Home LATEST NEWS Massive support for Tedros for a second term at the head of...

Massive support for Tedros for a second term at the head of the WHO

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Words fail me. Very grateful for the renewed support, said, very moved, the Director General of the World Health Organization (WHO) after the vote.

In a secret ballot behind closed doors, the members of the Executive Council of theWorld Health Organization – around thirty countries, including France – have officially validated his candidacy, after giving him a major oral.

The 31 countries that took part in the vote all voted for him, according to a diplomatic source. Three countries were absent: Tonga, Afghanistan and Timor-Leste.

He still has to be officially elected in May by all the member states of the organization, an election without a foreseeable hitch since he is the only one to stand.

We appreciate not only your leadership during this time, but also your humanity and compassion. In particular, your unwavering commitment to the most vulnerable people, underlined the South Korean representative, Kim Ganglip, on behalf of the countries of the Western Pacific region.

The French representative, Jérôme Salomon, speaking on behalf of the 53 Member States of the European region ofWorld Health Organization, highlighted the long list of global health challenges facing Dr Tedros, as well as institutional challenges, such as the implementation of plans to avoid and combat sexual assault and harassment, including ensuring an organizational culture that promotes compliance.

Mr. Tedros for his part called for the strengthening of the role of theWorld Health Organization at the heart of the global health architecture and asked that each country recognize health as a fundamental human right.

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Highly appreciated, despite some criticism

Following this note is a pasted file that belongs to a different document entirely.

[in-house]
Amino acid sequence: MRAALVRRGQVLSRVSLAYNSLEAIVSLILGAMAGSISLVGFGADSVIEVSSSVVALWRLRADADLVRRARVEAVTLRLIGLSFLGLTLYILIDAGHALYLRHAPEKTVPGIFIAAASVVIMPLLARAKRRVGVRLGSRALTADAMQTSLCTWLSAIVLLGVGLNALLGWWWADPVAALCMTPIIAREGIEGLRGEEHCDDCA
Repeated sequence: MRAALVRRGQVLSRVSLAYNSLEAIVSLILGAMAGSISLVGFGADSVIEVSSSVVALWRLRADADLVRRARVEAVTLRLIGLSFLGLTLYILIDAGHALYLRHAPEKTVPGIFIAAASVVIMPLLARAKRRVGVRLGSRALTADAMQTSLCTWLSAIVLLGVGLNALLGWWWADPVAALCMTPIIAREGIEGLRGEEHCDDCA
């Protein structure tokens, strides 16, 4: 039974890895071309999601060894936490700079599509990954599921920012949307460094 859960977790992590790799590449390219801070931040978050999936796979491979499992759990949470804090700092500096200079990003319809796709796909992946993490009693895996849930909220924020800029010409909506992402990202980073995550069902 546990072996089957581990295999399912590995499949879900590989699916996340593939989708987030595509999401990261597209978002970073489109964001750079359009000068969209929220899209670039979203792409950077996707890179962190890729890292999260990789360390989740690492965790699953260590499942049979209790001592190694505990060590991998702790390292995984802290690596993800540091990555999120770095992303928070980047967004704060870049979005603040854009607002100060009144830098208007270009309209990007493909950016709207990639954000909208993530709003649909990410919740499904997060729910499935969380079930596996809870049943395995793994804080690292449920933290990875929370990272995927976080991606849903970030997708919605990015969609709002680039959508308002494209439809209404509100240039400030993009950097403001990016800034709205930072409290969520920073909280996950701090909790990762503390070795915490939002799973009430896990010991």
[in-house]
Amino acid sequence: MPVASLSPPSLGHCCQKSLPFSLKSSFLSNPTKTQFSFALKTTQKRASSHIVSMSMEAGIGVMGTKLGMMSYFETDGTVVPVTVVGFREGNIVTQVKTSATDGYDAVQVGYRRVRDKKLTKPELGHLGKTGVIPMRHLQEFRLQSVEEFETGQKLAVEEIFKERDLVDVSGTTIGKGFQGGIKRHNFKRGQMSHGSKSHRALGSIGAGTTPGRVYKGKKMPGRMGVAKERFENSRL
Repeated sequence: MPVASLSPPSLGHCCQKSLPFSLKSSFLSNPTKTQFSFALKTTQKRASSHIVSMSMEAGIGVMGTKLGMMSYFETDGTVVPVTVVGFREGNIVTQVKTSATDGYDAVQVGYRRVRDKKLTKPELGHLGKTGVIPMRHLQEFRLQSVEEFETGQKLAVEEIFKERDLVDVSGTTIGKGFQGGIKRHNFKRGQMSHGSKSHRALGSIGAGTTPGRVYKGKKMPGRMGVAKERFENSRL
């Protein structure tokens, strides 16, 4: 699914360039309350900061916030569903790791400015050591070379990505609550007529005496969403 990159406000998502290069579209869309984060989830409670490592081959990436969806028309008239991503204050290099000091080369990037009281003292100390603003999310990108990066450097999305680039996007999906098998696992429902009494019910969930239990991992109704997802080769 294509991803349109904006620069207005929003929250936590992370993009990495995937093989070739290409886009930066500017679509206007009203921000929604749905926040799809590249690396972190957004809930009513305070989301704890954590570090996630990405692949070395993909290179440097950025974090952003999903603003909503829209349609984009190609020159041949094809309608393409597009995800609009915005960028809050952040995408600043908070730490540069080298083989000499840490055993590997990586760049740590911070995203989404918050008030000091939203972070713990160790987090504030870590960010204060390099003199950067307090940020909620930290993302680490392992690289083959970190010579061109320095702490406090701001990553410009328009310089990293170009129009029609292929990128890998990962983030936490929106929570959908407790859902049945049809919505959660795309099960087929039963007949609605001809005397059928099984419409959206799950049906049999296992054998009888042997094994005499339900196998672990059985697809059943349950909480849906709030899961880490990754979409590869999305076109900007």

In office since 2017, the head of theWorld Health Organization is highly appreciated, especially by Africans, for having allowed the gaze of the international community, especially during the pandemic, to turn more towards this continent.

However, it was from his own country that the main criticism came on Tuesday. The Ethiopian government accused him of having abuse of office after his comments on the humanitarian situation in his home region of Tigray, which has been plagued by 14 months of conflict.

The 56-year-old malaria specialist is a graduate in immunology, a doctor in community health and a former minister of health and head of diplomacy in Ethiopia.

First African to lead theWorld Health Organization, he has been on the front line since the start of the pandemic.

The arrival of Democrat Joe Biden in the White House, which put the United States back in the foldWorld Health Organization, gave him a second wind, while he was constantly attacked by Donald Trump, who had cut off supplies to the organization, which he accused of being too close to China and of mismanaging the pandemic.

Dr. Tedros at a press conference.

Dr Tedros has come under fire from his home country of Ethiopia (files).

Photo: Getty Images / FABRICE COFFRINI

The more critical tone of Dr. Tedros towards China, which he considers not to be transparent enough on the origin of the pandemic, has earned him some reprimands from Beijing, which however supports its renewal.

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A scandal of sexual violence in the Democratic Republic of the Congo perpetrated by employees of his organization – among other aid workers – earned him a volley of green wood twice from several dozen member countries, who deemed his reaction too soft and too slowly. On Tuesday, he repeated that he had been horrified.

The pandemic has shown that his calls often go unheeded, such as when he calls on the better-off countries to institute moratoriums on vaccine recalls so that the poorest can benefit from them.

After a first term marked by COVID, which laid bare the shortcomings of theWorld Health Organization, Dr. Tedros will have to win the challenge of strengthening the UN agency, in particular to better prevent and manage future epidemics.

The pandemic has highlighted the challenge we face, that the world was not ready, he said on Tuesday.

But the contours of the reform have yet to be defined by the countries, some of which, concerned about their sovereignty, have little desire to give more power to the WHO.

Dr Tedros would like Member States’ share of contributions to be 50% of the budget by 2028-2029, up from 16% now. The rest being voluntary contributions from public and private donors who decide how theWorld Health Organization can use them.

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